The Grapevine Art & Soul Salon

Dublin Diary: Barbara Knott

Alive, Alive, Oh!

These words have made ghostly music in my mind
ever since I returned from “Dublin’s fair city where
the girls are so pretty,” and where Molly Malone appears
first as a fishmonger, later to be known, affectionately
no doubt, as the “tart with a cart”
who wheeled her wheelbarrow through streets
broad and narrow, crying “Cockles and mussels!
alive, alive, oh!” The tart part derives from a 20th century legend
about a historical Molly Malone said to have died
on 13 June 1699. The legend whispers that she sold more than
cockles and mussels. In 1988, the Millennium Commission
declared 13 June Molly Malone Day in Dublin.

Precise historical details tend to disappear when imagination
takes charge of a story on its way to myth or legend. What we know
from our taxi driver is this: Her statue was unveiled in 1988
in Grafton Street, the figure formed by someone whose vision (or cockles)
became so stirred that he shaped breasts lusciously spilling
from her frock in such a way that after she was relocated in 1914
to Suffolk Street, an increase in foot traffic generated so much
handsy reaching for the bronze girl’s bosom that her patina lost its shine.
He regaled us with Molly’s story from the front seat while
Jonathan and I looked out our backseat windows at the sprawling city
where she hawked her wares, fish by day, and some say, her own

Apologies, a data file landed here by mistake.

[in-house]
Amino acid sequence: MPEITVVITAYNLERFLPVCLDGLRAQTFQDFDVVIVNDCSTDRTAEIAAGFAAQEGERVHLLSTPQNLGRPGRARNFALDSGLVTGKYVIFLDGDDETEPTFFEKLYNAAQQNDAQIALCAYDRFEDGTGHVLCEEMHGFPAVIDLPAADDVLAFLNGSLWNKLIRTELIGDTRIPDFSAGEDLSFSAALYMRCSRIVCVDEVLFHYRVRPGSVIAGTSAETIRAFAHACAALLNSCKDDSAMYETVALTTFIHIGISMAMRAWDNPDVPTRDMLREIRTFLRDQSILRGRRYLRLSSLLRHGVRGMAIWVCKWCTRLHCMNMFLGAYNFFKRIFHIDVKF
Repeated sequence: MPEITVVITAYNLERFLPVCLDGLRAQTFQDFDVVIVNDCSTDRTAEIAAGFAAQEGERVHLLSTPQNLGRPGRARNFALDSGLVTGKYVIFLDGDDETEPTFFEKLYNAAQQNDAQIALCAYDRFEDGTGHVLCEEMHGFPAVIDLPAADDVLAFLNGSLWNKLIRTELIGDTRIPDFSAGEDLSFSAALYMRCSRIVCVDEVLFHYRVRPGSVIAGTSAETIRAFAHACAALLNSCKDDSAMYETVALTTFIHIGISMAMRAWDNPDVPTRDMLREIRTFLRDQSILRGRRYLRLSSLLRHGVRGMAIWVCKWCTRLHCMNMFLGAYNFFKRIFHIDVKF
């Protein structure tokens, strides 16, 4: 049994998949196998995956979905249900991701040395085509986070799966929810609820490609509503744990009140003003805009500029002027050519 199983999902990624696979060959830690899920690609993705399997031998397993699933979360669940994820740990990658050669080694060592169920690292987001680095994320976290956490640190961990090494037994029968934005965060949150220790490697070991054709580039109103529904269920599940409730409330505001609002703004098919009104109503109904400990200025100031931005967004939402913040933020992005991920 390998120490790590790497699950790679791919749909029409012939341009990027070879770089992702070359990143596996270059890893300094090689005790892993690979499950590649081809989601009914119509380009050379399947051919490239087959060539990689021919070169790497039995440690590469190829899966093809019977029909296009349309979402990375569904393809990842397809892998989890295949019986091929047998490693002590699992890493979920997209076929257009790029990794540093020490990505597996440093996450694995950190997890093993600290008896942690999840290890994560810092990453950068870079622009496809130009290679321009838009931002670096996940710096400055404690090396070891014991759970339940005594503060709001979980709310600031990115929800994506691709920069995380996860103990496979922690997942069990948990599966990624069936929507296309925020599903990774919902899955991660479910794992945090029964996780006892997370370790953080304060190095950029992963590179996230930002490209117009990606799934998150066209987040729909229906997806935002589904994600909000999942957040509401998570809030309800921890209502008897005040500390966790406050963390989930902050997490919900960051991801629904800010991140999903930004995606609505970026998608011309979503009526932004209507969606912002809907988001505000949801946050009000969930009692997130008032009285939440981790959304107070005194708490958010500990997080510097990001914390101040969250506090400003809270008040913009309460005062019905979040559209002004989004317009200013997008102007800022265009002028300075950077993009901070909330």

fleshy parts by night. It was not hard to imagine her ghost still singing there.

Whether she was prostitute or one of the few chaste street
hawkers, as others say, it is clear that Molly Malone lived in her body,
an art too often absent nowadays among human beings.
Hence my title. Molly, on the surface singing about live shellfish,
pulls us into the depths of what it means to be alive as she was alive
like a flame or a soaring bird or a kiss. The song tells us she died of a fever
at a young age, a trace of tragedy to sweeten our thoughts and make
more radiant her outburst Alive, Alive, Oh! wherein she creates
in the song and in our hearts a poetic cry that might have wrung
from Goethe these lines in “Blessed Longing”:
I wish to praise what is fully alive
What longs to flame toward death.

In a city so shaped by religion, one wonders
About this seductive street hawker who wins a new appreciation
of hands-on aesthetic experience. The longer we stay in Ireland
the more we understand that the Irish never did let go of their sense
of fully embodied life, even as they learned to point their steeples
heavenward toward the deity St. Patrick brought to them.
In contrast to the negativity that has been for so long a part
of Christian teachings about world, body, and sex
one second-century theologian, Irenaeus, discovered by Irish
poet/priest John O’Donohue who embraces the wild divinity
of God and creation, declared long ago
The glory of God is the human person fully alive.

Jesus spoke of coming that we might have more abundant life.
Can it be that the Holy Ghost embraces cockles and mussels and Molly Malone?


Molly Malone statue, photo by Bruno Barbier, Robert Harding

*The quotation from Goethe is translated by John O’Donohue and is cited in Anam Cara, page 21.

**The quotation from Irenaeus can be found in Anam Cara, page 124.

O’Donohue, John. Anam Cara. New York: Harper Perennial, 2004.

Copyright 2016, Barbara Knott. All Rights Reserved.